Our ability to switch focus freely and with perfect clarity between distant and up-close objects diminishes with age; until the switch in focus becomes more noticeable and more difficult.
Presbyopia is a condition that affects most people over the age of 40.
When we are young, the lens inside of our eye is extremely flexible, and allows us to easily focus on close objects. Over time, the lens gradually loses its flexibility, which makes it difficult to focus on close objects.
This condition is called presbyopia, and it is a normal part of the aging process that happens to everyone, even those who have never had a vision problem before. In the early stages of presbyopia, most people have difficulty reading small print, such as on a menu, a cell phone, or a newspaper.
People usually compensate for this, by holding reading materials further away, and in some cases by using additional light. As the condition progresses, most patients are unable to hold printed materials far enough away to see them clearly. Patients will often complain that their arms are not long enough anymore.
At this stage, most patients will require some type of near vision correction. Because the lenses inside our eyes continue to change over time, it is important to see your eye care professional regularly, for routine eye examinations.
Symptoms of presbyopia
When people develop presbyopia they find they need to hold books, magazines, newspapers, menus and other reading materials at arm’s length in order to focus properly. When they perform close up work such as handwriting they may develop headaches, eye strain or feel fatigued.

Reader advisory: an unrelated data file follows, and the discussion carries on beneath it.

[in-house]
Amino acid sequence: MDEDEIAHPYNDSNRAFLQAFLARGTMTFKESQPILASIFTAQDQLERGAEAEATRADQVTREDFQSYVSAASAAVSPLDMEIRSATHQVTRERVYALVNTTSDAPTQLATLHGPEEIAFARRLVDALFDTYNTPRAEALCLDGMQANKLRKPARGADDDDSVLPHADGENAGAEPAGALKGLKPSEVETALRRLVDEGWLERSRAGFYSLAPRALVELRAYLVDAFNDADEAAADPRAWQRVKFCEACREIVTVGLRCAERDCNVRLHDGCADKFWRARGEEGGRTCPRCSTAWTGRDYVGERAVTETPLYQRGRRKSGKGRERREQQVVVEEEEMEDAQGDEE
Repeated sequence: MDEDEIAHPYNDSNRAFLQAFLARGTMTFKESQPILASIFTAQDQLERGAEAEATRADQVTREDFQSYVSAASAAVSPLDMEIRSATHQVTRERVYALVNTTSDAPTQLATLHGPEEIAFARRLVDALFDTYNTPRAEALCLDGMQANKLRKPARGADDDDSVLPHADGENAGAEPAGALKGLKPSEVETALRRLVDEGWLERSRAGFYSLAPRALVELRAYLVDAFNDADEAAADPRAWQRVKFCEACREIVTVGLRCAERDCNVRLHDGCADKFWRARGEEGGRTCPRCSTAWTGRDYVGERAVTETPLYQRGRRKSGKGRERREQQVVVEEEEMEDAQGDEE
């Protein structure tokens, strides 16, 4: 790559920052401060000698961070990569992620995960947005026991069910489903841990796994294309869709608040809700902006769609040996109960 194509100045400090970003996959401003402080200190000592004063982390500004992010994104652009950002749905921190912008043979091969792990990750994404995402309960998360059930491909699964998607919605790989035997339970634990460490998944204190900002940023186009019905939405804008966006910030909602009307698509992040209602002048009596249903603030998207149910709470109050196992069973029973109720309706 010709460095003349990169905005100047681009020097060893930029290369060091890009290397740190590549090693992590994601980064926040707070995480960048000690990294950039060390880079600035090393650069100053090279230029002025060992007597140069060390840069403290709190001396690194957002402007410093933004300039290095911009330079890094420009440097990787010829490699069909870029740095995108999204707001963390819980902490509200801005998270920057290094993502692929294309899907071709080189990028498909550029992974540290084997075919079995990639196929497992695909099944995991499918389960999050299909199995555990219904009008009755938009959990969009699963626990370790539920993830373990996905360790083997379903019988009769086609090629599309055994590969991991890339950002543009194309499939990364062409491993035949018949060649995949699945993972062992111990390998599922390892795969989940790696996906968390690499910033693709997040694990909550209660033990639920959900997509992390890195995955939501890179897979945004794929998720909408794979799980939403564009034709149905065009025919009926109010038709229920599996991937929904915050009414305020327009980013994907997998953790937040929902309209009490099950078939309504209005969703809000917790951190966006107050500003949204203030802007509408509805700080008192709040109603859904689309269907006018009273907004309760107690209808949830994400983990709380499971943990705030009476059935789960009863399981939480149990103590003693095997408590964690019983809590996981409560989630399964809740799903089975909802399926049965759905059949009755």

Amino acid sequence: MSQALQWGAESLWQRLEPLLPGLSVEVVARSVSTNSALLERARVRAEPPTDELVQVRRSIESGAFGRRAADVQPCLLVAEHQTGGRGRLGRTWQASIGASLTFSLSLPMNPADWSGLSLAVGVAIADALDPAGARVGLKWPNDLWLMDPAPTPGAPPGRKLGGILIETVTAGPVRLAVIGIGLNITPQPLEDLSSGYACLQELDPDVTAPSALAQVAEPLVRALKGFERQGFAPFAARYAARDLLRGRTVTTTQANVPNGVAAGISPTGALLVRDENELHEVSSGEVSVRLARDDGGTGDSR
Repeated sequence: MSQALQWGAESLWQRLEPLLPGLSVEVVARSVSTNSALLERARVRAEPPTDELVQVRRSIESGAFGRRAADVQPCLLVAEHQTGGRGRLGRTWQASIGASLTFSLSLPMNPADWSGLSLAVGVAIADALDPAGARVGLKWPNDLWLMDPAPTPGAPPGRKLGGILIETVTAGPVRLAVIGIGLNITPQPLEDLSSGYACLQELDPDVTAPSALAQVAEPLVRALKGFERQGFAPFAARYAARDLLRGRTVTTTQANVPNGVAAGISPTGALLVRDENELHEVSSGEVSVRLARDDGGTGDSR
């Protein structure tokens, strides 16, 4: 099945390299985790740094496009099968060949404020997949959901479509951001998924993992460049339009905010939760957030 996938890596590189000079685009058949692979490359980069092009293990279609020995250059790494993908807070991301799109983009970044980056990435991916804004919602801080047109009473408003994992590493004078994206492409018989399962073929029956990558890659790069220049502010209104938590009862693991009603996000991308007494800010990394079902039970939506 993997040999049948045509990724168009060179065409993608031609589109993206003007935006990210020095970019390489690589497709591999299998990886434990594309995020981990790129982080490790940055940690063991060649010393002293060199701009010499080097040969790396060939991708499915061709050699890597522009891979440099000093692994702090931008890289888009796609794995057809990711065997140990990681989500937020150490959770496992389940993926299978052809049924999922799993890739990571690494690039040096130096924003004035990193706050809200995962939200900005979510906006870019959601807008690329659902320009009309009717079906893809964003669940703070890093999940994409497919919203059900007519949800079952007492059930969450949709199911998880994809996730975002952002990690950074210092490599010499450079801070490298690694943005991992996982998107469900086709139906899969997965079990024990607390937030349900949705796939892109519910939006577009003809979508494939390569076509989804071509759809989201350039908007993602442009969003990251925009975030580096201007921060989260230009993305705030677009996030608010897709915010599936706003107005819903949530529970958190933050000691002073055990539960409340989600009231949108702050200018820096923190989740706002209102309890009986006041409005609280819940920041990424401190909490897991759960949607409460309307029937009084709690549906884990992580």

Causes of presbyopia
Presbyopia is believed to stem from a gradual thickening and loss of flexibility of the natural lens inside your eye; resulting in the need to wear different glasses for different focal lengths – near and far. Those who can currently see well at a distance will require glasses to assist close-up focus and vice-versa.
Treatment for presbyopia
There are a number of treatment options available, to help correct the changes in your vision caused by presbyopia. If you have no other vision problems, you may benefit from reading glasses alone.
Some people prefer the convenience of contact lenses. Contact lenses can also be designed to correct vision at a single distance, or vision at multiple distances. If glasses and contacts are not desired, presbyopia can be treated surgically.
Once presbyopia has started any treatment to the cornea, such as laser eye surgery, will only work for a short while as the lens will continue to change. For this reason Exeter Eye prefer to remove the ageing lens and replace it with a new lens which has the ability to see near and far which will last forever.